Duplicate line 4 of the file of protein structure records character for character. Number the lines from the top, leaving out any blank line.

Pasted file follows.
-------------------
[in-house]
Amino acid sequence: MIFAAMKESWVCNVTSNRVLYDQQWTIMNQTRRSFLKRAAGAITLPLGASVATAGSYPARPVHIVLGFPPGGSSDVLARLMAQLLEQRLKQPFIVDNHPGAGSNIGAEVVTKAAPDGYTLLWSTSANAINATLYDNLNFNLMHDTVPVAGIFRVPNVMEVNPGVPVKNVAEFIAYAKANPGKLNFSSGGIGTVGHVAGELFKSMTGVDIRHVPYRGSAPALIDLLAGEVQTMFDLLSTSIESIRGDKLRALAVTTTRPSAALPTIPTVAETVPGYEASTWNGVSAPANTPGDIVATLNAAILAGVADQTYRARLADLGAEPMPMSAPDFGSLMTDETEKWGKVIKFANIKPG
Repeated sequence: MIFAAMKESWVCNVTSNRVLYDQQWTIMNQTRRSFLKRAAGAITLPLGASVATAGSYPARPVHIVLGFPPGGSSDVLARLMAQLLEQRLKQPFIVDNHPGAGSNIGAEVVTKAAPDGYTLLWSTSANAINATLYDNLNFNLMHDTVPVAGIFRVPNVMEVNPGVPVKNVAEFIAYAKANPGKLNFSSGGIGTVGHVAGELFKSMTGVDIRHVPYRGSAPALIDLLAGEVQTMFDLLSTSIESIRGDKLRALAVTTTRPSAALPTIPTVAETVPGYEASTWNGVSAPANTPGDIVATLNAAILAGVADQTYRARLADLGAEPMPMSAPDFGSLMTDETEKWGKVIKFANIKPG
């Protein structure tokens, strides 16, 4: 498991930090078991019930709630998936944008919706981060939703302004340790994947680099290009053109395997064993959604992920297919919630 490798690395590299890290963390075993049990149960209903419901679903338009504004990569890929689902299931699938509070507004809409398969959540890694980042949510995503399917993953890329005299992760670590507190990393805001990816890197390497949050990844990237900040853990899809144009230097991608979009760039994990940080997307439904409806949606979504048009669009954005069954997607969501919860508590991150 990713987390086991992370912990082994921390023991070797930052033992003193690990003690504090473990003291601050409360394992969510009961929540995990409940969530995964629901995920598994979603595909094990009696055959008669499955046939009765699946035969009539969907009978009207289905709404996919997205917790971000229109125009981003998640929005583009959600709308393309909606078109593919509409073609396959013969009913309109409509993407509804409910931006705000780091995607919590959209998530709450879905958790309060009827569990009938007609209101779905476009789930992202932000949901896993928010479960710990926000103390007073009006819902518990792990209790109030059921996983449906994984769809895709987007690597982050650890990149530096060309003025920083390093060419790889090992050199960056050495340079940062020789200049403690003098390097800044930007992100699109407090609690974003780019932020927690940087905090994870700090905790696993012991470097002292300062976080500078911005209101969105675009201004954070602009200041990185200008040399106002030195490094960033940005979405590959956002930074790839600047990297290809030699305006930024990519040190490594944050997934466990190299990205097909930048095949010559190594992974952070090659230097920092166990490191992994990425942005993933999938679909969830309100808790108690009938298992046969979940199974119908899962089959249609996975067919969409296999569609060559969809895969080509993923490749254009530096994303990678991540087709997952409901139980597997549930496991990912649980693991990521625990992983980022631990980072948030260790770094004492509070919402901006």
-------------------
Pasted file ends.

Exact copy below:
């Protein structure tokens, strides 16, 4: 498991930090078991019930709630998936944008919706981060939703302004340790994947680099290009053109395997064993959604992920297919919630 490798690395590299890290963390075993049990149960209903419901679903338009504004990569890929689902299931699938509070507004809409398969959540890694980042949510995503399917993953890329005299992760670590507190990393805001990816890197390497949050990844990237900040853990899809144009230097991608979009760039994990940080997307439904409806949606979504048009669009954005069954997607969501919860508590991150 990713987390086991992370912990082994921390023991070797930052033992003193690990003690504090473990003291601050409360394992969510009961929540995990409940969530995964629901995920598994979603595909094990009696055959008669499955046939009765699946035969009539969907009978009207289905709404996919997205917790971000229109125009981003998640929005583009959600709308393309909606078109593919509409073609396959013969009913309109409509993407509804409910931006705000780091995607919590959209998530709450879905958790309060009827569990009938007609209101779905476009789930992202932000949901896993928010479960710990926000103390007073009006819902518990792990209790109030059921996983449906994984769809895709987007690597982050650890990149530096060309003025920083390093060419790889090992050199960056050495340079940062020789200049403690003098390097800044930007992100699109407090609690974003780019932020927690940087905090994870700090905790696993012991470097002292300062976080500078911005209101969105675009201004954070602009200041990185200008040399106002030195490094960033940005979405590959956002930074790839600047990297290809030699305006930024990519040190490594944050997934466990190299990205097909930048095949010559190594992974952070090659230097920092166990490191992994990425942005993933999938679909969830309100808790108690009938298992046969979940199974119908899962089959249609996975067919969409296999569609060559969809895969080509993923490749254009530096994303990678991540087709997952409901139980597997549930496991990912649980693991990521625990992983980022631990980072948030260790770094004492509070919402901006």